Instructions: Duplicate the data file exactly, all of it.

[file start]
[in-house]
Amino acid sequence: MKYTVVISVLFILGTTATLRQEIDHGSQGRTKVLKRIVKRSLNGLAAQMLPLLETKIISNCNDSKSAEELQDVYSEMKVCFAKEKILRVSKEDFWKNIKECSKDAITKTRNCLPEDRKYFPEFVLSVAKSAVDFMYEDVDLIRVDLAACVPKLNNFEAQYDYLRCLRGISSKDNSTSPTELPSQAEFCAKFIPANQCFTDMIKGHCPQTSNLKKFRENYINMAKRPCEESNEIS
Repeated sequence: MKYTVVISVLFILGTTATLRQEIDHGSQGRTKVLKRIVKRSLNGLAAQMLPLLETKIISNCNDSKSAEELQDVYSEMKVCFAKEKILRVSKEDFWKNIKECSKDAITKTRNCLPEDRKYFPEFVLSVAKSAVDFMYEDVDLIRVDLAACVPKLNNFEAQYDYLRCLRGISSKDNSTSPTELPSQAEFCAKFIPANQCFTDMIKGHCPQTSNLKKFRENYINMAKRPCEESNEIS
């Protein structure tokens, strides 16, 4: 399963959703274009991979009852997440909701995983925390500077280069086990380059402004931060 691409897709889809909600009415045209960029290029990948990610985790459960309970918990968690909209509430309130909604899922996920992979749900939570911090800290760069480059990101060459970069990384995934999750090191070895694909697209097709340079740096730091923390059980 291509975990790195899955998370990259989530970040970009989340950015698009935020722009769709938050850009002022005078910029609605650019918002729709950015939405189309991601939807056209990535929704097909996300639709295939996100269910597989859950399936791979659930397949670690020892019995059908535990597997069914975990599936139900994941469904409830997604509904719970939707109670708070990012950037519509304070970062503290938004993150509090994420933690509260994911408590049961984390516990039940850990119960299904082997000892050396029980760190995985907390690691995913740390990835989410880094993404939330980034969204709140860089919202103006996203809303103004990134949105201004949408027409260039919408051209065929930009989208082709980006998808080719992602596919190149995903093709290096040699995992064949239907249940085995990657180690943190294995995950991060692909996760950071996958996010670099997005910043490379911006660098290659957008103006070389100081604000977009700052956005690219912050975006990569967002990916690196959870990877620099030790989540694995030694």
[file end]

[in-house]
Amino acid sequence: MKYTVVISVLFILGTTATLRQEIDHGSQGRTKVLKRIVKRSLNGLAAQMLPLLETKIISNCNDSKSAEELQDVYSEMKVCFAKEKILRVSKEDFWKNIKECSKDAITKTRNCLPEDRKYFPEFVLSVAKSAVDFMYEDVDLIRVDLAACVPKLNNFEAQYDYLRCLRGISSKDNSTSPTELPSQAEFCAKFIPANQCFTDMIKGHCPQTSNLKKFRENYINMAKRPCEESNEIS
Repeated sequence: MKYTVVISVLFILGTTATLRQEIDHGSQGRTKVLKRIVKRSLNGLAAQMLPLLETKIISNCNDSKSAEELQDVYSEMKVCFAKEKILRVSKEDFWKNIKECSKDAITKTRNCLPEDRKYFPEFVLSVAKSAVDFMYEDVDLIRVDLAACVPKLNNFEAQYDYLRCLRGISSKDNSTSPTELPSQAEFCAKFIPANQCFTDMIKGHCPQTSNLKKFRENYINMAKRPCEESNEIS
């Protein structure tokens, strides 16, 4: 399963959703274009991979009852997440909701995983925390500077280069086990380059402004931060 691409897709889809909600009415045209960029290029990948990610985790459960309970918990968690909209509430309130909604899922996920992979749900939570911090800290760069480059990101060459970069990384995934999750090191070895694909697209097709340079740096730091923390059980 291509975990790195899955998370990259989530970040970009989340950015698009935020722009769709938050850009002022005078910029609605650019918002729709950015939405189309991601939807056209990535929704097909996300639709295939996100269910597989859950399936791979659930397949670690020892019995059908535990597997069914975990599936139900994941469904409830997604509904719970939707109670708070990012950037519509304070970062503290938004993150509090994420933690509260994911408590049961984390516990039940850990119960299904082997000892050396029980760190995985907390690691995913740390990835989410880094993404939330980034969204709140860089919202103006996203809303103004990134949105201004949408027409260039919408051209065929930009989208082709980006998808080719992602596919190149995903093709290096040699995992064949239907249940085995990657180690943190294995995950991060692909996760950071996958996010670099997005910043490379911006660098290659957008103006070389100081604000977009700052956005690219912050975006990569967002990916690196959870990877620099030790989540694995030694």